Szabó collects data of seven years of monthly reading data for every household in a particularly disadvantage suburb in Tshwane (99% Black, with an average monthly household equivalent to 500 US dollars), the metropolitan area around Pretoria. In this suburb about 11% of the 60,000 households have running water but no sanitation, and 30% consume not more than the recommended minimum of 6 kiloliters per month. The data set contains rich price variation across 20 different tariff schedules, a fact that allows the identification of demand parameters and a counterfactual analysis without free water. The 20 tariff schedules include a 2007 policy experiment in which, in an effort to reduce costs, Tshwane’s Water Department introduced a new pricing policy that removed the free water allowance for most households while providing further discounts to the poorest. The data on water consumption are complemented with a survey of 1000 households carried out in December 2010, that collects information on water use and household demographics and income. Finally, the water provider assigns positive accounting prices to free water, as required to receive the subsidy. These prices can be used to formulate the counterfactual scenario in which the free water policy is removed.
Because the complex block pricing structure, regression methods result in biased estimates. Thus, Szabó uses a structural estimation approach. In particular, she takes the extension of the Burtless and Hausman (1978) 2 demand model, which allows her to recover household-level marginal effects and estimate price elasticities (basically, the reaction of households’ demand after changes in the relevant variables), after solving a number of technical econometric problems.
The author offers two main results. First, she analyzes the counterfactual scenario replacing zero price with the positive accounting prices that reflect costs, and finds that household consumption changes very little with the positive price. This result goes in line with the theory depicted in Figure 1: given that the free water consumption is indeed a low quantity, for most households consumption goes beyond that point.
Most importantly, Szabó investigates whether the pricing system of Tshwane can be improved. To make sense of what it means to improve, she assumes that the social planner maximizes consumers’ total expected utility subject to some constraints, like the profitability of the water provider and, in an extension, some revenue and capacity constraints. The difference with a more general version is that here the maximization is restricted to the individuals under study, and not all the population, including the ones that could benefit from higher revenues by the water provided. Szabó finds that, under these restrictions, the optimal tariff contains gradually increasing positive prices with no free allowance. This corresponds to the current government subsidy being spread more evenly across the lower segments. The optimal tariff increases welfare substantially (adding up to an equivalent increase of 3,5% of the median monthly income) while reducing the percentage of consumers with low water consumption. The intuition behind increased consumption is that consumers currently attempt to stay within the free allowance in order to avoid paying the higher current prices.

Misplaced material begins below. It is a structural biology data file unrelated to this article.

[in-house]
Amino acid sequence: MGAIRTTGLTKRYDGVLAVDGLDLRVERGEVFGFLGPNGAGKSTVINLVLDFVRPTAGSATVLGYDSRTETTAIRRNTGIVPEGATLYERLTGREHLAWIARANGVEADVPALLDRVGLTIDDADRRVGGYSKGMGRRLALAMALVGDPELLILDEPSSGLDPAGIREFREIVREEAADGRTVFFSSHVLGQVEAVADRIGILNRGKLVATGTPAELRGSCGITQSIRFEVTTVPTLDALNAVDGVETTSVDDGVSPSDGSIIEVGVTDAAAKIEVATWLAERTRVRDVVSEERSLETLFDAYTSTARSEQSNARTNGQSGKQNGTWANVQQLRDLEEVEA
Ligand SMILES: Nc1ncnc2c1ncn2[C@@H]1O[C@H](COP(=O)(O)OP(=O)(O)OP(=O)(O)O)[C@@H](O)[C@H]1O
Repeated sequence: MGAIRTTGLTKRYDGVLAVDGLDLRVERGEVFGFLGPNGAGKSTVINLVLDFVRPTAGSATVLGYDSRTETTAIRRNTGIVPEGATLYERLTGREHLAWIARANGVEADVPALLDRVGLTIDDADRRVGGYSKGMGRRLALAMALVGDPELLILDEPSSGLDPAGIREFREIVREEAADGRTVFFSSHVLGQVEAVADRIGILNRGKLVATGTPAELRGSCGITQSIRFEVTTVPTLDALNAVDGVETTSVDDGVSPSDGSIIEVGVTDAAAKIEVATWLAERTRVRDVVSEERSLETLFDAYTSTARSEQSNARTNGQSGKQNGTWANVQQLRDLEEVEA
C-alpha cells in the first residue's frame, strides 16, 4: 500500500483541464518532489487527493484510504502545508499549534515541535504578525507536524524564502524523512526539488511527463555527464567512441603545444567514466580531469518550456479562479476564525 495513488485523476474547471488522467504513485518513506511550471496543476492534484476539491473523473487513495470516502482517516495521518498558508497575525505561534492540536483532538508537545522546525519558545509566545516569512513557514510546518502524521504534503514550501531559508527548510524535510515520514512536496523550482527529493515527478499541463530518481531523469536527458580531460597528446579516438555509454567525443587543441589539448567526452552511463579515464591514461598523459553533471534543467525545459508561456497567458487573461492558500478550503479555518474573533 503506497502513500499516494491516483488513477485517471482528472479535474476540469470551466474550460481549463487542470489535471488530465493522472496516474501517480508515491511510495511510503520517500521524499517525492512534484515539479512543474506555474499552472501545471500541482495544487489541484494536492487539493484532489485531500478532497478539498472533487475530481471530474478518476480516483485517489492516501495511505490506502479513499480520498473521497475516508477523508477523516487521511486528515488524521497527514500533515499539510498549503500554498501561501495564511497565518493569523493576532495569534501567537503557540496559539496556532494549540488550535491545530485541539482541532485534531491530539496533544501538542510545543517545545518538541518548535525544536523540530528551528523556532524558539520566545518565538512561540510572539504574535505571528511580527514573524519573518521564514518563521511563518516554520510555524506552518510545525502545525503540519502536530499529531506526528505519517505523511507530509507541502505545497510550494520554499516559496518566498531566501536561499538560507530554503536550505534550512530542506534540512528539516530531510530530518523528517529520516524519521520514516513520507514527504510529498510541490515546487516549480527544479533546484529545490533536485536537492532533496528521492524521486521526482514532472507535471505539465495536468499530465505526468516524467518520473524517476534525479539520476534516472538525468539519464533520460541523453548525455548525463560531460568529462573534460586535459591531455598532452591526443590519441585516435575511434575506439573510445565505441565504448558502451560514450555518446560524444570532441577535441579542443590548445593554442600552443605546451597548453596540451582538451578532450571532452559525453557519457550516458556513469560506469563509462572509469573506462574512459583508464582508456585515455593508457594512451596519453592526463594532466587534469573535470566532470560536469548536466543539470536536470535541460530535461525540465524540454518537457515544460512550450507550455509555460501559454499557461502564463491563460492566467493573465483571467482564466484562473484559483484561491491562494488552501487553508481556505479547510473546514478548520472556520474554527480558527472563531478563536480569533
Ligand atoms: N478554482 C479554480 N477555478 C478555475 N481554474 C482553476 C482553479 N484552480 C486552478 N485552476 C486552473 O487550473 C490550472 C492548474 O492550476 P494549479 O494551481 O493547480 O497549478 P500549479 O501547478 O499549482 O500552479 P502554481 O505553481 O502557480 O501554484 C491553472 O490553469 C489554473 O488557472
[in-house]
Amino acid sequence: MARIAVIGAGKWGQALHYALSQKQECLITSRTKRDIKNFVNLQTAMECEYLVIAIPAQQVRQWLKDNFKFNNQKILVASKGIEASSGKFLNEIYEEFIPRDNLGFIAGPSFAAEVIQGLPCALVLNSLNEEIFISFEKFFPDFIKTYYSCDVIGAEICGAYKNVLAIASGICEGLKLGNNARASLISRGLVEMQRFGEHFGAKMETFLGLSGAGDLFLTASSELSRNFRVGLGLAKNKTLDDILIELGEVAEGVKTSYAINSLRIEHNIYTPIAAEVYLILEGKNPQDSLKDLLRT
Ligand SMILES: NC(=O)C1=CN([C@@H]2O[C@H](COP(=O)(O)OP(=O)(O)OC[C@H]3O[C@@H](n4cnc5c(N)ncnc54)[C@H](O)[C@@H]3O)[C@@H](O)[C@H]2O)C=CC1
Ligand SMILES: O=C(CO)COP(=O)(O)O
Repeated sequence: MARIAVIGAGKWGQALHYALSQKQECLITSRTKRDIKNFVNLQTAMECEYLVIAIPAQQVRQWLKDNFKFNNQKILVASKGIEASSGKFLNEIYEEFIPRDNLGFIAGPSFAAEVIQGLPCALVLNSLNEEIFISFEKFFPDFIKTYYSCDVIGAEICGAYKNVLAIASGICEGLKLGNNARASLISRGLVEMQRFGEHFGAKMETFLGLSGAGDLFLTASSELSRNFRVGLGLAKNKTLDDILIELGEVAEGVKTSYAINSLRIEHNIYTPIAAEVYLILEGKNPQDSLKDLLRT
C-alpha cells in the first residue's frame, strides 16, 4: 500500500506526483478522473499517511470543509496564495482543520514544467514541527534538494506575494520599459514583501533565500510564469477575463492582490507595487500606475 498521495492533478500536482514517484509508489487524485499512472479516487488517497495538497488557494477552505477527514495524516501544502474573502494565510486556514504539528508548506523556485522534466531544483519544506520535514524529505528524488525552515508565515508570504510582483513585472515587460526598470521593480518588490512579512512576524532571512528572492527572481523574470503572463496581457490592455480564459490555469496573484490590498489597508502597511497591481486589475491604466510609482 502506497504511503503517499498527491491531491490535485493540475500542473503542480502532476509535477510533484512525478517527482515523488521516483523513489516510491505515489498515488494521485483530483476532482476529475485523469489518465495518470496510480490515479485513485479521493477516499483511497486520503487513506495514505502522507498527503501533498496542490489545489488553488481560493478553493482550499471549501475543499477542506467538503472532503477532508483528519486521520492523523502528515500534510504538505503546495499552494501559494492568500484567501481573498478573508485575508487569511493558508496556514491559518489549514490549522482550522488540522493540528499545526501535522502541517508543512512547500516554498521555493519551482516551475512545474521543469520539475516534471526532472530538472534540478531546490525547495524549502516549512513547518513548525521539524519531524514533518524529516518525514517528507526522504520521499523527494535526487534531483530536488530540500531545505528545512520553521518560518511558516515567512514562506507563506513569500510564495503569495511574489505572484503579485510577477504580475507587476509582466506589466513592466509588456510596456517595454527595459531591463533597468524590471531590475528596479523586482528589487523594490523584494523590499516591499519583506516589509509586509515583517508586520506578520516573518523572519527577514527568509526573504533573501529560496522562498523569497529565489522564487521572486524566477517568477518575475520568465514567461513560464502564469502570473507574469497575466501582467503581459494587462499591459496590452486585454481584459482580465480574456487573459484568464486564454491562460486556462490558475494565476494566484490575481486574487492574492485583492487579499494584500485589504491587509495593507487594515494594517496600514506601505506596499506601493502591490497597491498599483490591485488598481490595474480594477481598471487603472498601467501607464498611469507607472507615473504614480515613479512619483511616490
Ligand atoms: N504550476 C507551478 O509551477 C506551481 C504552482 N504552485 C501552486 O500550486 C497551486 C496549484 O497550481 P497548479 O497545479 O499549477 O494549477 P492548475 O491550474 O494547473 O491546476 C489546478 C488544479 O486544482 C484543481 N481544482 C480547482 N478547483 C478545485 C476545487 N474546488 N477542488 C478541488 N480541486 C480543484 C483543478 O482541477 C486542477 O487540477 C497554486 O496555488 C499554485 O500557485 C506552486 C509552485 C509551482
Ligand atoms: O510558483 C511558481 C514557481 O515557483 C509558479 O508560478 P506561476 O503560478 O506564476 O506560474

- Szabó, A. 2015. The Value of Free Water: Analyzing South Africa’s Free Basic Water Policy. Econometrica, 83(5), 1913–1961. DOI: 10.3982/ECTA11917 ↩
- Burtless, G., and Hausman, J. A. 1978. The Effect of Taxation on Labor Supply: Evaluating the Gary Negative Income Tax Experiment. Journal of Political Economy, 86(6), 1103–1130. ↩